Top of this document
Go directly to navigation
Go directly to page content

Article: Okechukwu Nwafor 3

“1910-2010: From Pierneef to Gugulective,”

Friday and Saturday the 1st and 2nd October respectively were very important days in South Africa. The reason being that the Iziko South Africa gallery in Cape Town organized an artist panel discussion to mark the grand finale of “1910-2010 From Pierneef to Gugulective,” an exhibition hung on 15 April 2010 to mark 100 years of South African Art.
As I sat inside the Iziko discussion hall chatting with Thembinkosi Goniwe, a South African artist and art historian, I reflected the importance of this date, 1st October, not just for South African art but also for my country Nigeria. This same day Nigeria was celebrating her 50 years of independence from Britain on 1st October 1960. The importance of 1st October cannot be overemphasized: not only that Riason Naidoo, the first black director of South African National Gallery upturned the face of Iziko gallery which up till now suffered from a colonial legacy, a bomb blast near the venue of Nigeria’s independence day celebration reminded Nigeria that it needed to indeed upturn a military legacy of corruption and looting that have made a once promising African giant to falter endlessly like a drunken monster. Determined not to allow the sadness of the independence bomb blast – which claimed 12 lives and injured many – to mar my day, my thoughts quickly switched back to the exhibition and conference. Unlike the Nigerian bomb blast, I see the Iziko exhibition as a boon blast to South Africa’s art.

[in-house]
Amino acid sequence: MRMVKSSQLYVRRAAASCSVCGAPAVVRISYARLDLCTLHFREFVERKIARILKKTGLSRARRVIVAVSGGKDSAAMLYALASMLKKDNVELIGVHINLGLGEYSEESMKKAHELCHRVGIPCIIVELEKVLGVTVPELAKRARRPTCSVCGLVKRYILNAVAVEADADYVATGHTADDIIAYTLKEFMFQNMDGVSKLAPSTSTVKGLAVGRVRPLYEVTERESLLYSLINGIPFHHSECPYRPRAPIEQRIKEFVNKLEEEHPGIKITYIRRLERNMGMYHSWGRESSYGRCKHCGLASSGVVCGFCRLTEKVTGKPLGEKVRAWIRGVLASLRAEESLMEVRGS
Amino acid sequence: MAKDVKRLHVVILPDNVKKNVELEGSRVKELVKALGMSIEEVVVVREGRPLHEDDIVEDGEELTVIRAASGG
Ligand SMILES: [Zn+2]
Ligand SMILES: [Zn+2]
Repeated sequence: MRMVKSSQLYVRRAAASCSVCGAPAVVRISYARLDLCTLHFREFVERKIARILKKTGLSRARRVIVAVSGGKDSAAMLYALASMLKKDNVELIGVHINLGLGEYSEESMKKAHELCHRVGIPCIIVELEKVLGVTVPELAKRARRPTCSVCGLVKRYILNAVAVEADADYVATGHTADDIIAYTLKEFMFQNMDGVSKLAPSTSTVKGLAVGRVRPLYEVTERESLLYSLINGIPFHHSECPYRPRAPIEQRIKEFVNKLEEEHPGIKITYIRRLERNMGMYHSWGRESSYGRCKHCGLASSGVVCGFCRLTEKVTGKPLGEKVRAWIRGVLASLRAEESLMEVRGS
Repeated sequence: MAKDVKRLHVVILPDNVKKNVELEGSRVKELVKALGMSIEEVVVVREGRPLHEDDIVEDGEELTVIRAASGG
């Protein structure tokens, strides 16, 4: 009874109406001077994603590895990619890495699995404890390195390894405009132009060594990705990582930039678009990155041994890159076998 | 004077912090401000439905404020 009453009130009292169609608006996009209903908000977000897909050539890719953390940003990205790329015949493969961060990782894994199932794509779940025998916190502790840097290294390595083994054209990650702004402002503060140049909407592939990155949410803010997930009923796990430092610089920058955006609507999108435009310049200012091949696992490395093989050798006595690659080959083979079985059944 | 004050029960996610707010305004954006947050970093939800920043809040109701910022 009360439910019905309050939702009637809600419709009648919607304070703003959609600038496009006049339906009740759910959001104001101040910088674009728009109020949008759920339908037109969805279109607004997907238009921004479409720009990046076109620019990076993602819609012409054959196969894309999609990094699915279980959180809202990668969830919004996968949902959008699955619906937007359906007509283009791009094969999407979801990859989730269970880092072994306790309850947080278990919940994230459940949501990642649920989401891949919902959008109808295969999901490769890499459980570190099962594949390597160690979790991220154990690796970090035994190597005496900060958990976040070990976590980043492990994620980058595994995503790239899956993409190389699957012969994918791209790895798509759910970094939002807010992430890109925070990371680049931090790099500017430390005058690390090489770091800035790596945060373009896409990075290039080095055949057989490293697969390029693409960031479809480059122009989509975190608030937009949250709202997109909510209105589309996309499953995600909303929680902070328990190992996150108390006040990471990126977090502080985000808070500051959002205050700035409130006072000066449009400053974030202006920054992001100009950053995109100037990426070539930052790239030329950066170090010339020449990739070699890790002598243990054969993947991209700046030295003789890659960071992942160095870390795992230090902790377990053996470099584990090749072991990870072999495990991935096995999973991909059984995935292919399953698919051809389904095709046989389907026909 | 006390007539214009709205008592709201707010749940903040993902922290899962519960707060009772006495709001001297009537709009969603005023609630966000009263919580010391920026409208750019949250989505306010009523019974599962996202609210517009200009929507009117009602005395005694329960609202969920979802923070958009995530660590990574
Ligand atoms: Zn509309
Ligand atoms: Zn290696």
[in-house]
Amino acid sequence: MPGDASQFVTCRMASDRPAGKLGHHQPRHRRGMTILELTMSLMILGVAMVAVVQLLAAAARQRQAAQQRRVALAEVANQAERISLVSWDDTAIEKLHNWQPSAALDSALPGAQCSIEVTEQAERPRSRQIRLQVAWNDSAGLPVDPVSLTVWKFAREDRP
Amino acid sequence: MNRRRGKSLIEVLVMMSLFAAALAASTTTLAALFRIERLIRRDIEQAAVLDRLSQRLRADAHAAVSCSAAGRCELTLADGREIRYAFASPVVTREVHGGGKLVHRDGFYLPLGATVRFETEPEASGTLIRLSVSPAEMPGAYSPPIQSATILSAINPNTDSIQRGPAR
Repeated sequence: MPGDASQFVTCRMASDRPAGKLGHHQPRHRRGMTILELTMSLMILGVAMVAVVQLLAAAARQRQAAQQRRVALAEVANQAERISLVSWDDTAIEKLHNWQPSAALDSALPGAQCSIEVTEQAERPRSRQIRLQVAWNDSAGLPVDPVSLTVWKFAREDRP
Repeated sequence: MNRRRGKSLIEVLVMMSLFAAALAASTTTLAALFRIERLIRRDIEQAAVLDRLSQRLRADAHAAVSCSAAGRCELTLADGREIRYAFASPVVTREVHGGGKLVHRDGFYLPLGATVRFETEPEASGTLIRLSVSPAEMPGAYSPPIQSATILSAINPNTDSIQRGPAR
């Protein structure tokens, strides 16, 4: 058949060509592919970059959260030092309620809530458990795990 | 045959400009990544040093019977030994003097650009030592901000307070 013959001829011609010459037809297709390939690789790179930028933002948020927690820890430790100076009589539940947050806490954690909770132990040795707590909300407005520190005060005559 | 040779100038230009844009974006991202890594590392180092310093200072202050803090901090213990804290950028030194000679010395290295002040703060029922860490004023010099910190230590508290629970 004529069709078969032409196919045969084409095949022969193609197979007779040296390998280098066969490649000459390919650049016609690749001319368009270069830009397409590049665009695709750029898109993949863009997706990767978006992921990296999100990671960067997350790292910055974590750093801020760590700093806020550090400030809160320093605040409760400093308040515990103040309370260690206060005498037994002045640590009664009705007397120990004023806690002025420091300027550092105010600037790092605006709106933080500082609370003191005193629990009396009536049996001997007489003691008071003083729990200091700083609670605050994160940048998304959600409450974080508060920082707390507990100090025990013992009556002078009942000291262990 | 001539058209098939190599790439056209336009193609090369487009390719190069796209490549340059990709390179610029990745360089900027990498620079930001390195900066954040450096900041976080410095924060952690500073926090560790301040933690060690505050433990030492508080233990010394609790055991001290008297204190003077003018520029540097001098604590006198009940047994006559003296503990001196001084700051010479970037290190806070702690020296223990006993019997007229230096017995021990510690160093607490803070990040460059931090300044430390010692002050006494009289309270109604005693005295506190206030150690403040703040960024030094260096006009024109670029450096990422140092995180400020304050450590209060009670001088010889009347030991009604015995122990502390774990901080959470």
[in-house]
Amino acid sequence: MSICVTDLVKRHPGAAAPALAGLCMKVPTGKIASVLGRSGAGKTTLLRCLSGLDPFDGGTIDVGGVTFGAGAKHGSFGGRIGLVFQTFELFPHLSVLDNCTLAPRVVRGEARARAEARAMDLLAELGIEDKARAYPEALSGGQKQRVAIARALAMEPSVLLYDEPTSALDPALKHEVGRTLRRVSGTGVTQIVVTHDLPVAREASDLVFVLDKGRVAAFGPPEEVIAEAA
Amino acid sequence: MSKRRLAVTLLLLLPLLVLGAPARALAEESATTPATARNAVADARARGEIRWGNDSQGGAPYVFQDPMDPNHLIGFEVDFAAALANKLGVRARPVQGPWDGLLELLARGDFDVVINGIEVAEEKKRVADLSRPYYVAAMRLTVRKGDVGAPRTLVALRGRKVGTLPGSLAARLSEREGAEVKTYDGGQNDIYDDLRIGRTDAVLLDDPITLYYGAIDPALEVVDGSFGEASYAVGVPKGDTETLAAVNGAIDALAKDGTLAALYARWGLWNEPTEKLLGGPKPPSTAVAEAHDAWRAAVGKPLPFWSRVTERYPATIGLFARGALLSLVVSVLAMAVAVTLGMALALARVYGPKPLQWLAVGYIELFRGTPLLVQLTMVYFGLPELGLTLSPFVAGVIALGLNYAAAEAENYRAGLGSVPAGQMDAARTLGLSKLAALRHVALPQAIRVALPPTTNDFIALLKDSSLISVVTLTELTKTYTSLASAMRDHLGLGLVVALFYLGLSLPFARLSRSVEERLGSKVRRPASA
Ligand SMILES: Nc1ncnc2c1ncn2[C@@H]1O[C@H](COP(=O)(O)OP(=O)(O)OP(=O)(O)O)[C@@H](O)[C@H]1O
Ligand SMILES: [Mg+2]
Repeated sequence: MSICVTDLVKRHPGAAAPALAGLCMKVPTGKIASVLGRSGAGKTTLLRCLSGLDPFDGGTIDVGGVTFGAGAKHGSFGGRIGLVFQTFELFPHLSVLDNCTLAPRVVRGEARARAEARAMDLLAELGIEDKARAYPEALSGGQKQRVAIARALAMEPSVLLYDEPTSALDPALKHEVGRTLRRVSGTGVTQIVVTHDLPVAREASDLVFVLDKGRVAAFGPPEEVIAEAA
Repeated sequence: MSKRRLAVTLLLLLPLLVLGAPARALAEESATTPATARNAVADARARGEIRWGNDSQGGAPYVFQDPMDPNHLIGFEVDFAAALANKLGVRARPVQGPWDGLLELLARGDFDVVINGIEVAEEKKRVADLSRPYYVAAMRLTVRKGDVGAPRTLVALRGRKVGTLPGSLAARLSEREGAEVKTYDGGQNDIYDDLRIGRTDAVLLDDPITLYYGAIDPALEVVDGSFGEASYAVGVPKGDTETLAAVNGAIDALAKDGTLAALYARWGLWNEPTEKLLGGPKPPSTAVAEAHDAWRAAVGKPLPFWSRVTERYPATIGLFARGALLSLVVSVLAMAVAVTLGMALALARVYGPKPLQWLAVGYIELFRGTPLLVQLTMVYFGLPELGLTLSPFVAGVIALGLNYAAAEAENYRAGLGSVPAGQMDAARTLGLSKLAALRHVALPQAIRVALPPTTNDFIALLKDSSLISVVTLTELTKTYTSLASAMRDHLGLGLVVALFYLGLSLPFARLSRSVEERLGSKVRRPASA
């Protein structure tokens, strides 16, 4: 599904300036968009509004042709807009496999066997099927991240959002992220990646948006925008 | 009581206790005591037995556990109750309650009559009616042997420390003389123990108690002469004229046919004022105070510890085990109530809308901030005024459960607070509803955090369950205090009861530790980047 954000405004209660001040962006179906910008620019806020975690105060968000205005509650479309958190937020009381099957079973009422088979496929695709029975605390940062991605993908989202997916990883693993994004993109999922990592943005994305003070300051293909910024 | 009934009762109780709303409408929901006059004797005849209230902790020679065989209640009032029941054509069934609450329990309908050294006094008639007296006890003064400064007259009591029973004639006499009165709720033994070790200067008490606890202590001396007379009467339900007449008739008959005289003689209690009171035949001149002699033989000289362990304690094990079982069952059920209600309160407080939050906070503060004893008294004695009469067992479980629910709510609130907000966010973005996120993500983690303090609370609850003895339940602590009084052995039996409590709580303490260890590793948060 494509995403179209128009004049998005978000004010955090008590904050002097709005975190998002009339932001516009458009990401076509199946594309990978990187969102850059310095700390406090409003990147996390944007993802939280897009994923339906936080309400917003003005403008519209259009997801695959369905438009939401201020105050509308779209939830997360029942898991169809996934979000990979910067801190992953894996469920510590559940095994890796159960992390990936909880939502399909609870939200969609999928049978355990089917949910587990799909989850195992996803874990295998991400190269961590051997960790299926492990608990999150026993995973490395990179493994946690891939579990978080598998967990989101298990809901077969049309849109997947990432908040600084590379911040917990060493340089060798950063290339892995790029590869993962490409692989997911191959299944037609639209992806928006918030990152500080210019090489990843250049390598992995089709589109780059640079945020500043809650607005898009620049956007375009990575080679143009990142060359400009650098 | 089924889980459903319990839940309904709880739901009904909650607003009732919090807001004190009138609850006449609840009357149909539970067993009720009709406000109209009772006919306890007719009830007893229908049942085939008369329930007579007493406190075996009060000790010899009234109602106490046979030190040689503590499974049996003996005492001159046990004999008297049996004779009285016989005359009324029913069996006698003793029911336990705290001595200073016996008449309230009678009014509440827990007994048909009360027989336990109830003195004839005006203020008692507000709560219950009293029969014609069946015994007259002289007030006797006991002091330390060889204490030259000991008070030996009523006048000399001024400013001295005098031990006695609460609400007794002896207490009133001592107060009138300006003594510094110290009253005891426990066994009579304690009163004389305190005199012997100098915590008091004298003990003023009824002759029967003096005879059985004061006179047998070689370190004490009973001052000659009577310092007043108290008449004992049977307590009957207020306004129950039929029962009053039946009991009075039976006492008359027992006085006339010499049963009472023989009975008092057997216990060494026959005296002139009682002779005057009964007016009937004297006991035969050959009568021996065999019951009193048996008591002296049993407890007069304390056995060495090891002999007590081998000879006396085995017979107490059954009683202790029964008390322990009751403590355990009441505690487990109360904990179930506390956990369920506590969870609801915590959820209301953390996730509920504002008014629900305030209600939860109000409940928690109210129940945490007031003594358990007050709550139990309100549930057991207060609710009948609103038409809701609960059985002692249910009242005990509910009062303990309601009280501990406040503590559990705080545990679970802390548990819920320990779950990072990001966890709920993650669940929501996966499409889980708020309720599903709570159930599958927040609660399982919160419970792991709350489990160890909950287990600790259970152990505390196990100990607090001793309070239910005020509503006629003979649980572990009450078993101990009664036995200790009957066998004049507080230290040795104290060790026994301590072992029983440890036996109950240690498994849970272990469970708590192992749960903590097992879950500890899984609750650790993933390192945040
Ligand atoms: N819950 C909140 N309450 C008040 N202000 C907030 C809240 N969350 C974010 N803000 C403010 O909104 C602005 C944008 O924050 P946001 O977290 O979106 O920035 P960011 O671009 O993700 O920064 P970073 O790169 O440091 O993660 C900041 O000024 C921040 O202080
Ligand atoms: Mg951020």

The theme of the exhibition, “1910-2010 From Pierneef to Gugulective,” is indeed a conceptual one that speaks a practical language also. It is a theme that draws on selective genealogy to convey a purposeful and readable treatise. The curator, Naidoo, who incidentally is the National Gallery director, might have been accused of selective amnesia or subversive genealogy but he was out to disengage history from lopsided perpetuation. By juxtaposing the works of the younger generation like Gugulective with the old masters like J. H. Pierneef, he achieved an exhibitionary egalitarianism that has eluded the gallery over the past 100 years. By allowing younger voices to speak inside the spaces hitherto filled with old colonial voices, the whole Iziko display spaces now sing an emancipatory epoch-making song. This song could be heard from Mary Sibande’s “Conversation with Madam C.J. Walker,” Zen Marie’s “Embassy: the Republic of Us,” Gugulective’s “Amanzi Amdaka” George Hallett’s “Jean Turner with Eugene de Kock,” Andrew Verster’s “Holy Fire,” Lindelani Ngwenya’s “Escape from material desires,” and then from J.H. Pierneef’s landscapes, Jane Alexander’s “The Butcher Boys,” George Pemba’s “The Audience,” Jan Volschenk “Morning Light in Glen Leith Riversdale,” 1911, Anton van Wouw’s “The Hammer Worker,” 1911, Gerard Sekoto’s 1939 “Street Scene,” Gerard Bhengu’s undated “Young Zulu woman,” Omar Badsha’s 1958 “Artist in the Landscape,” Gavin Jantje’s 1975 “ID,” Andries Botha’s 1991 “Alleenpraak in Paradys”, among many others. More voices echoed from the Rorke’s Drift and DRUM magazine legends in the fifties, Ernest Cole, Santu Mofokeng, David Goldblatt, Pieter Hugo, Mikhael Subotzky, Penny Siopis, Sue Williamson, William Kentridge and from Ndebele art. And from many more others the voices echoed loudest. Needless to mention that the materials range from the traditional mediums of oil, wood, metal, bronze, to more conceptual installations and new media. In this exhibition a muse with psychedelic thematic peculiarities was as strong as a conversation with radical stylistic experimentalism. There was a meeting, as well as a melting point, of unusual materials, mind-bending formalism, conceptual depth and postmodernist texts.